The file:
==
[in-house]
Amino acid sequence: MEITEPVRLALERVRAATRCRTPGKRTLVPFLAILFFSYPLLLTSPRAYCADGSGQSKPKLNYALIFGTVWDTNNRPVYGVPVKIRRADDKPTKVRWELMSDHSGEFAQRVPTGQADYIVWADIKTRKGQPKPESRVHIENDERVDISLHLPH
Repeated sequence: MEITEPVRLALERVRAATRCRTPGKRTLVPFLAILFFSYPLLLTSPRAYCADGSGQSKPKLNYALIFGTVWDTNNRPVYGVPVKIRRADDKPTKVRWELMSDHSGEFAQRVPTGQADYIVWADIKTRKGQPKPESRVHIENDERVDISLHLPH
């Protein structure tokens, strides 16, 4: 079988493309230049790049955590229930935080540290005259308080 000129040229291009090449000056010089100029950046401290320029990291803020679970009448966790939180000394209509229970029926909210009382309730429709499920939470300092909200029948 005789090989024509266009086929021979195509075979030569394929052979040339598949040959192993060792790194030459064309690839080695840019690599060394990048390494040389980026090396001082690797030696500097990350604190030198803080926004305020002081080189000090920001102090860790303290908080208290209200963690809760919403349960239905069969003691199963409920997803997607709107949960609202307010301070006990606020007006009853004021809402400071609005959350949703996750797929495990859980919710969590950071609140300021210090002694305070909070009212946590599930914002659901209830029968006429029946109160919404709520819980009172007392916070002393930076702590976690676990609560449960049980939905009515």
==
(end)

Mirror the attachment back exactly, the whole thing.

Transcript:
[in-house]
Amino acid sequence: MEITEPVRLALERVRAATRCRTPGKRTLVPFLAILFFSYPLLLTSPRAYCADGSGQSKPKLNYALIFGTVWDTNNRPVYGVPVKIRRADDKPTKVRWELMSDHSGEFAQRVPTGQADYIVWADIKTRKGQPKPESRVHIENDERVDISLHLPH
Repeated sequence: MEITEPVRLALERVRAATRCRTPGKRTLVPFLAILFFSYPLLLTSPRAYCADGSGQSKPKLNYALIFGTVWDTNNRPVYGVPVKIRRADDKPTKVRWELMSDHSGEFAQRVPTGQADYIVWADIKTRKGQPKPESRVHIENDERVDISLHLPH
């Protein structure tokens, strides 16, 4: 079988493309230049790049955590229930935080540290005259308080 000129040229291009090449000056010089100029950046401290320029990291803020679970009448966790939180000394209509229970029926909210009382309730429709499920939470300092909200029948 005789090989024509266009086929021979195509075979030569394929052979040339598949040959192993060792790194030459064309690839080695840019690599060394990048390494040389980026090396001082690797030696500097990350604190030198803080926004305020002081080189000090920001102090860790303290908080208290209200963690809760919403349960239905069969003691199963409920997803997607709107949960609202307010301070006990606020007006009853004021809402400071609005959350949703996750797929495990859980919710969590950071609140300021210090002694305070909070009212946590599930914002659901209830029968006429029946109160919404709520819980009172007392916070002393930076702590976690676990609560449960049980939905009515």